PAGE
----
Subjects range from 1 to 5 credits. Each credit translates into 16 hours of classroom teaching. Normally, a student must take between 18-24 credits in each semester; that translates to between 288 and 384 hours of classes each semester.
All programs have two kinds of subjects – Core Courses and Electives. All students must take the Core Courses compulsorily; their choice of Electives depends on the field they would like to specialize in.
Students are expected to attend all their classes and attendance problems are strictly dealt with.
- 6. What are the subjects I can specialize in?
Specialization is available at most levels and is available in a large variety of subjects. This means that a student may choose to study extra credits in the field of his choice, and hence work towards a specialization in it. There is now also an option for students to opt out of the Darse Kharij program and instead pursue a university-style Ph.D in the subject of their choice.
You may refer to this page for more: http://en.miu.ac.ir/index.aspx?siteid=4&siteid=4&pageid=1292
- 7. Is Al-Mustafa International University (MIU) a part of the Hawza or is it a university?
The answer is: “both”! MIU is a university within the Hawza. MIU is clear in stating that it is an institution with a Hawzavi character and values. However it has been organized on the lines of an international university so that its degrees are recognized internationally and so that it is able to enter into agreements with other universities the world over.
- 8. Are the degrees issued by MIU recognized in India?
Based on an announcement made by the MIU Representative’s office in New Delhi, we believe that yes, they are recognized. The announcement said that the Association of Indian Universities has listed MIU as one of the internationally recognized universities in its annual handbook. However, students are advised to confirm for themselves what this listing actually means at the time of seeking employment, or admission into a higher level course in an Indian University.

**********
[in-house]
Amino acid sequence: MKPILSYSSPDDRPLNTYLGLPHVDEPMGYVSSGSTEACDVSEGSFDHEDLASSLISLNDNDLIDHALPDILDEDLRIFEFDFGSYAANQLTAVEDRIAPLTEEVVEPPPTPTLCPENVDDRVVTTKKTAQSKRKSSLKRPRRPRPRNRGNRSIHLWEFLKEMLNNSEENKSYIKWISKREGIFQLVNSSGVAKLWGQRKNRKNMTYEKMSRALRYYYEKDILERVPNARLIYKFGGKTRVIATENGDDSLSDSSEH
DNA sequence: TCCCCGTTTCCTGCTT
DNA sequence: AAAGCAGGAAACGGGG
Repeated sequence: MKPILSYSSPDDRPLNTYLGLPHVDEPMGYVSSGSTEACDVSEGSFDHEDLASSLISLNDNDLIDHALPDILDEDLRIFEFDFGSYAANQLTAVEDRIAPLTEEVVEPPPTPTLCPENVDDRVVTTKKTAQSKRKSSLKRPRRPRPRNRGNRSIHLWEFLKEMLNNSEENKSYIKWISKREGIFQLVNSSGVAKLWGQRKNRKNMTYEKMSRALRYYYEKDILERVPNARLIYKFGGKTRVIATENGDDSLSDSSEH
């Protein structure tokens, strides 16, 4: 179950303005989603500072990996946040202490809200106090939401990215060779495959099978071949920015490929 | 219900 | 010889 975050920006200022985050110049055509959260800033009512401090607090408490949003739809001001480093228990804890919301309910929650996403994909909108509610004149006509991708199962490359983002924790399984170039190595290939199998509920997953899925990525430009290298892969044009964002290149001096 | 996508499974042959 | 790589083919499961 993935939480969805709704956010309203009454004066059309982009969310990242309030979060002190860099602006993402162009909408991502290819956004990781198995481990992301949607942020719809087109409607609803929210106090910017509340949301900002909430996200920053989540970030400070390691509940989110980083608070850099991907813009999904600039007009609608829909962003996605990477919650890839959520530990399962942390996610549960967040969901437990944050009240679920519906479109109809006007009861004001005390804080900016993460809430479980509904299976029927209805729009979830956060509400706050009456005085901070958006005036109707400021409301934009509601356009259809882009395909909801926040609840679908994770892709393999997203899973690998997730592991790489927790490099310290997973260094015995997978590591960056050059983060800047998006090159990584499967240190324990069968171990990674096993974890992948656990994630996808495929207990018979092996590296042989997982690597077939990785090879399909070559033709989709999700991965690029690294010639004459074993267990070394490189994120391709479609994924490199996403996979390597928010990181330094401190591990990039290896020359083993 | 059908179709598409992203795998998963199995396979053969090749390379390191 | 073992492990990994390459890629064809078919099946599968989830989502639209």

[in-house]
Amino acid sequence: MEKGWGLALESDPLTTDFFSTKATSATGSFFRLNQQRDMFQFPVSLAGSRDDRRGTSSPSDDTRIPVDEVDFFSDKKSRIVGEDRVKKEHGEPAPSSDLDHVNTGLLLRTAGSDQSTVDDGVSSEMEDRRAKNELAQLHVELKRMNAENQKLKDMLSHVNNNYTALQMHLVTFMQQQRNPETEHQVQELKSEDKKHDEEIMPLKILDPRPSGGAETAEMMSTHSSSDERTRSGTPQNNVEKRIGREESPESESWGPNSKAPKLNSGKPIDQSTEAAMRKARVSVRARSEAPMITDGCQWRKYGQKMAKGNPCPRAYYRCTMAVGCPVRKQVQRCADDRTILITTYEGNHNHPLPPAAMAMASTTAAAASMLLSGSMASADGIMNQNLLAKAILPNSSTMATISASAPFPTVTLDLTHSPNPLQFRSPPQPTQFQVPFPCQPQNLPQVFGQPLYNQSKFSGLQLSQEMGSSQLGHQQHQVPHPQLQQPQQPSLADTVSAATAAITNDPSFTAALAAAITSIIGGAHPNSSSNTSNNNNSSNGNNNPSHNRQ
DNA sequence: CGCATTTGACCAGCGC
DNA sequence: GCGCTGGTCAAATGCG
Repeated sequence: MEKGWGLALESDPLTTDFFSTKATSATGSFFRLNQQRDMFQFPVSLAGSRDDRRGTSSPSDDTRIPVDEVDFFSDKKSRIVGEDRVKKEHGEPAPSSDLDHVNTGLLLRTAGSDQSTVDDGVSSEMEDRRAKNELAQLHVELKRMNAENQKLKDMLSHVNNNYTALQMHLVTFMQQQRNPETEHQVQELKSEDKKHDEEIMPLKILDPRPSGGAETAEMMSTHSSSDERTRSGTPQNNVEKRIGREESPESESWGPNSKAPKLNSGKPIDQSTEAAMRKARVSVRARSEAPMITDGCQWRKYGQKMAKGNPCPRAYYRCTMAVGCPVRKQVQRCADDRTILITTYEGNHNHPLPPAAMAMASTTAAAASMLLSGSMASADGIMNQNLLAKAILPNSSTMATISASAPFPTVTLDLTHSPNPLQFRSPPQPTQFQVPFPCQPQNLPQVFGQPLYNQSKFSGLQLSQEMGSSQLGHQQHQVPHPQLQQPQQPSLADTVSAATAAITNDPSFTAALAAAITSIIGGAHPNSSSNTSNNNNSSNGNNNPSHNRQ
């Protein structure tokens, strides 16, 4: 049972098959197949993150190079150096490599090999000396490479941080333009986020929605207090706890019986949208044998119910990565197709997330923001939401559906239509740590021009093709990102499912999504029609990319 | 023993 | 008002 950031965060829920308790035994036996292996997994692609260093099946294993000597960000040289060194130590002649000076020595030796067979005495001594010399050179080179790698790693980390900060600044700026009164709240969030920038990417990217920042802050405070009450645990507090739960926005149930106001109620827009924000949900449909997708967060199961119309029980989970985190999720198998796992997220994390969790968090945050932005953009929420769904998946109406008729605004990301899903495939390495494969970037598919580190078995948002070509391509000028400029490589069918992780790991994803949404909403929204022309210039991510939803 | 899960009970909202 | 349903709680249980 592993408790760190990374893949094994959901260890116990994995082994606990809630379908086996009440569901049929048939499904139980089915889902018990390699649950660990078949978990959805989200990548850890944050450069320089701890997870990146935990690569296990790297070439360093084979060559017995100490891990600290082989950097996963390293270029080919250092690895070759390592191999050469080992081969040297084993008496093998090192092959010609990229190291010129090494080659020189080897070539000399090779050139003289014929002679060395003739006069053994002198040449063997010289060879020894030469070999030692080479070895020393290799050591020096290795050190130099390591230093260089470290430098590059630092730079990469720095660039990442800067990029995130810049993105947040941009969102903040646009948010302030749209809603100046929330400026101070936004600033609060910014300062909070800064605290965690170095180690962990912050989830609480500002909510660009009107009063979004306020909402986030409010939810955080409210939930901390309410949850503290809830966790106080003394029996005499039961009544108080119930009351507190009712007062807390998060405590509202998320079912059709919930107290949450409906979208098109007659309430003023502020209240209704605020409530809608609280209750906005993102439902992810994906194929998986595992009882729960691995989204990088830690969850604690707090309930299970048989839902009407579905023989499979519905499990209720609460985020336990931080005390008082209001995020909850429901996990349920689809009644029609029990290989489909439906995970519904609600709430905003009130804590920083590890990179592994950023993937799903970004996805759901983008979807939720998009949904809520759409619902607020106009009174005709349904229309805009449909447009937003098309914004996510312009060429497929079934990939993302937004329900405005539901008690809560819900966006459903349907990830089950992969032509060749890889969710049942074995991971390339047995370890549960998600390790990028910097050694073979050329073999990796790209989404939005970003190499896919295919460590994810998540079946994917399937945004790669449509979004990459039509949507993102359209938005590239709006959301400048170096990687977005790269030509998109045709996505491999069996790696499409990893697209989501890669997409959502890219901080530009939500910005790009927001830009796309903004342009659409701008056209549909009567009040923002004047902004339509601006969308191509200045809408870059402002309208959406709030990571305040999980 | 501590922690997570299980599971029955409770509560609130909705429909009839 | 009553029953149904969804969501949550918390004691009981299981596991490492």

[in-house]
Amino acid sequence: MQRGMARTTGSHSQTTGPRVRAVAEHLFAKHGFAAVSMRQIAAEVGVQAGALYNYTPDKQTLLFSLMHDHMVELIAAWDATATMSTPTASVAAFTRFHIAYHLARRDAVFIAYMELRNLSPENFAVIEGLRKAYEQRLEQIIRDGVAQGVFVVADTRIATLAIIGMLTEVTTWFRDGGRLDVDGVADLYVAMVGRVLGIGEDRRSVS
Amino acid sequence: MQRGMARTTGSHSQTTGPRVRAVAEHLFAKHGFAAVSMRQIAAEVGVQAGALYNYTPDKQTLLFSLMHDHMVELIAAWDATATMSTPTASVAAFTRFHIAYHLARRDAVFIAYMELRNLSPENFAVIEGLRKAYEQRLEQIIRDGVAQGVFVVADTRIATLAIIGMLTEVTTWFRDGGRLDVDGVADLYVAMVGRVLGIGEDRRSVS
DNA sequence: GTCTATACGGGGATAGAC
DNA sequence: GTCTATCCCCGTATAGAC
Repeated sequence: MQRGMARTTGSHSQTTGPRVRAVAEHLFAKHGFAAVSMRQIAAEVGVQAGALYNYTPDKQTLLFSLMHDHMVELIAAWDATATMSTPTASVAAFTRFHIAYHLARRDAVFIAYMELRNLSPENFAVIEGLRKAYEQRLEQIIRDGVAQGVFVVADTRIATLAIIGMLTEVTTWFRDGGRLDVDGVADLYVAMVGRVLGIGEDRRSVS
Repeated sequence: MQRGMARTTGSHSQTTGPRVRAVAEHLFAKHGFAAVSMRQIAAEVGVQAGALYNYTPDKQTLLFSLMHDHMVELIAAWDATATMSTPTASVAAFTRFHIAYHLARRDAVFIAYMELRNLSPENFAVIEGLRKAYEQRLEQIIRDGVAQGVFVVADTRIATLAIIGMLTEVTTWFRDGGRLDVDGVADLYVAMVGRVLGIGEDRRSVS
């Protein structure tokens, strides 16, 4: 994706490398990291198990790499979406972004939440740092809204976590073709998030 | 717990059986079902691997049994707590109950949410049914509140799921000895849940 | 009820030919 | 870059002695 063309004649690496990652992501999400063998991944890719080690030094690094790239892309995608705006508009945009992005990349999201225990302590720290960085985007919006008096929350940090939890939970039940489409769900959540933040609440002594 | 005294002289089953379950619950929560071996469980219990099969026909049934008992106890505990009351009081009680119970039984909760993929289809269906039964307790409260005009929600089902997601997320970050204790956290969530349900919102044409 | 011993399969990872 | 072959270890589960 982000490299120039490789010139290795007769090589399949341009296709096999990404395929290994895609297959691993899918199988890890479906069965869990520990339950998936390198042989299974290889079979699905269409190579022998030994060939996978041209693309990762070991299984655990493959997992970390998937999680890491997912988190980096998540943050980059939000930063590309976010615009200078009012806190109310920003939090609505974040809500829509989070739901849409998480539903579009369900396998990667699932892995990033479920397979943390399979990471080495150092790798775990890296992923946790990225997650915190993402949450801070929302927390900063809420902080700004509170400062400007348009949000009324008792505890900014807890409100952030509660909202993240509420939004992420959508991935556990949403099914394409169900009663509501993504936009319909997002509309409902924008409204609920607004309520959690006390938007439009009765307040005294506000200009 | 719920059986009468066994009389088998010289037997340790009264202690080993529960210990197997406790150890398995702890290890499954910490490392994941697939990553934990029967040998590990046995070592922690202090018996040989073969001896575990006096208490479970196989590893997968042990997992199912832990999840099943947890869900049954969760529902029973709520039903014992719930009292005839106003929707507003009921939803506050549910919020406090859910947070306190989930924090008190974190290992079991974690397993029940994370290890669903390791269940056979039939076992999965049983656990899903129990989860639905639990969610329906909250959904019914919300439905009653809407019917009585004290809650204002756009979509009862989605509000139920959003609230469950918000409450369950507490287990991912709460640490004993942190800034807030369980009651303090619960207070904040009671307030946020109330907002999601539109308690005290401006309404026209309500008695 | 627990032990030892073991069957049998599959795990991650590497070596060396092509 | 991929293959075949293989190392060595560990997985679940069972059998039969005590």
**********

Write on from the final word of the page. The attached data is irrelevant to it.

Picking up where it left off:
- 9. What is the classroom environment and teaching method like?
Class sizes usually vary between 10-20 students. Each class is usually of 50 minutes duration. Students sit on chairs with folding tables attached to the armrests. Classrooms are air-conditioned in summer and heated in winter. The teacher uses a whiteboard or projector to display material.
- 10. What is the student-teacher relationship like?
One of the Hawza’s traditions has been the establishment of close relationship between students and teachers. Though this has become challenging to maintain in the changing and expanding Hawza of today, with some effort it is still possible to do.
1. 11. I already have a Bachelor’s Degree. Why should I do a B.A. all over again in MIU? Can’t I enroll directly for the Master’s Program?
Unless the Bachelor’s Degree you already have is in Hawza Studies, and that too from an institution recognized by MIU, direct entry into the M.A. program will not be possible for you. That’s because the M.A. coursework builds upon the knowledge and skills imparted in the B.A. program.